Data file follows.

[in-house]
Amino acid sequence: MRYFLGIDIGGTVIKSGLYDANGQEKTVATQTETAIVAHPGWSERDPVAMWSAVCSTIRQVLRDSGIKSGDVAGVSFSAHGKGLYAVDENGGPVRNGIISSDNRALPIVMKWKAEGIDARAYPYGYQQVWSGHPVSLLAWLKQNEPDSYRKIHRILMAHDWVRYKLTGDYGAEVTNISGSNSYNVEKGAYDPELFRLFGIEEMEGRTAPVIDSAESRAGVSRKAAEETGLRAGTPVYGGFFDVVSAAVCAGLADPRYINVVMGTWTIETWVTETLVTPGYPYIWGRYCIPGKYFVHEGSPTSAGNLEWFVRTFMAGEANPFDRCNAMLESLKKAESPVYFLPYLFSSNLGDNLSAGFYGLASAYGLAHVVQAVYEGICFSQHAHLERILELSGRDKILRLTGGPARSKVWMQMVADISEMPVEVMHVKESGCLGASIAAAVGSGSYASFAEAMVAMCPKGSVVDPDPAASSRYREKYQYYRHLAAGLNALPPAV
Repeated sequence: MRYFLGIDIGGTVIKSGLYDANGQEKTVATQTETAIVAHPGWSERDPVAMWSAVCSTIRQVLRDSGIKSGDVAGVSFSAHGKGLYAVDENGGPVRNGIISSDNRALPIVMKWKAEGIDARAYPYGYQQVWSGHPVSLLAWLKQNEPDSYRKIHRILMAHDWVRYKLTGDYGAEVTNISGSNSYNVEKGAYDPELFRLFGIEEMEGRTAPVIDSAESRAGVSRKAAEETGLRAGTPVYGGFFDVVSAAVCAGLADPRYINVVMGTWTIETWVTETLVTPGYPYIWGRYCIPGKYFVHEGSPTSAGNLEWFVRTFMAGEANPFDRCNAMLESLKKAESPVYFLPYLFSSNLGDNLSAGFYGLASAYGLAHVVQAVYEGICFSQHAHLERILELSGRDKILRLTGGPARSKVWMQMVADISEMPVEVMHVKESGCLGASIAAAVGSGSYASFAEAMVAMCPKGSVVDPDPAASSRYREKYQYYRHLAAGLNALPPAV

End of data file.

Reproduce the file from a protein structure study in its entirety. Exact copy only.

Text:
[in-house]
Amino acid sequence: MRYFLGIDIGGTVIKSGLYDANGQEKTVATQTETAIVAHPGWSERDPVAMWSAVCSTIRQVLRDSGIKSGDVAGVSFSAHGKGLYAVDENGGPVRNGIISSDNRALPIVMKWKAEGIDARAYPYGYQQVWSGHPVSLLAWLKQNEPDSYRKIHRILMAHDWVRYKLTGDYGAEVTNISGSNSYNVEKGAYDPELFRLFGIEEMEGRTAPVIDSAESRAGVSRKAAEETGLRAGTPVYGGFFDVVSAAVCAGLADPRYINVVMGTWTIETWVTETLVTPGYPYIWGRYCIPGKYFVHEGSPTSAGNLEWFVRTFMAGEANPFDRCNAMLESLKKAESPVYFLPYLFSSNLGDNLSAGFYGLASAYGLAHVVQAVYEGICFSQHAHLERILELSGRDKILRLTGGPARSKVWMQMVADISEMPVEVMHVKESGCLGASIAAAVGSGSYASFAEAMVAMCPKGSVVDPDPAASSRYREKYQYYRHLAAGLNALPPAV
Repeated sequence: MRYFLGIDIGGTVIKSGLYDANGQEKTVATQTETAIVAHPGWSERDPVAMWSAVCSTIRQVLRDSGIKSGDVAGVSFSAHGKGLYAVDENGGPVRNGIISSDNRALPIVMKWKAEGIDARAYPYGYQQVWSGHPVSLLAWLKQNEPDSYRKIHRILMAHDWVRYKLTGDYGAEVTNISGSNSYNVEKGAYDPELFRLFGIEEMEGRTAPVIDSAESRAGVSRKAAEETGLRAGTPVYGGFFDVVSAAVCAGLADPRYINVVMGTWTIETWVTETLVTPGYPYIWGRYCIPGKYFVHEGSPTSAGNLEWFVRTFMAGEANPFDRCNAMLESLKKAESPVYFLPYLFSSNLGDNLSAGFYGLASAYGLAHVVQAVYEGICFSQHAHLERILELSGRDKILRLTGGPARSKVWMQMVADISEMPVEVMHVKESGCLGASIAAAVGSGSYASFAEAMVAMCPKGSVVDPDPAASSRYREKYQYYRHLAAGLNALPPAV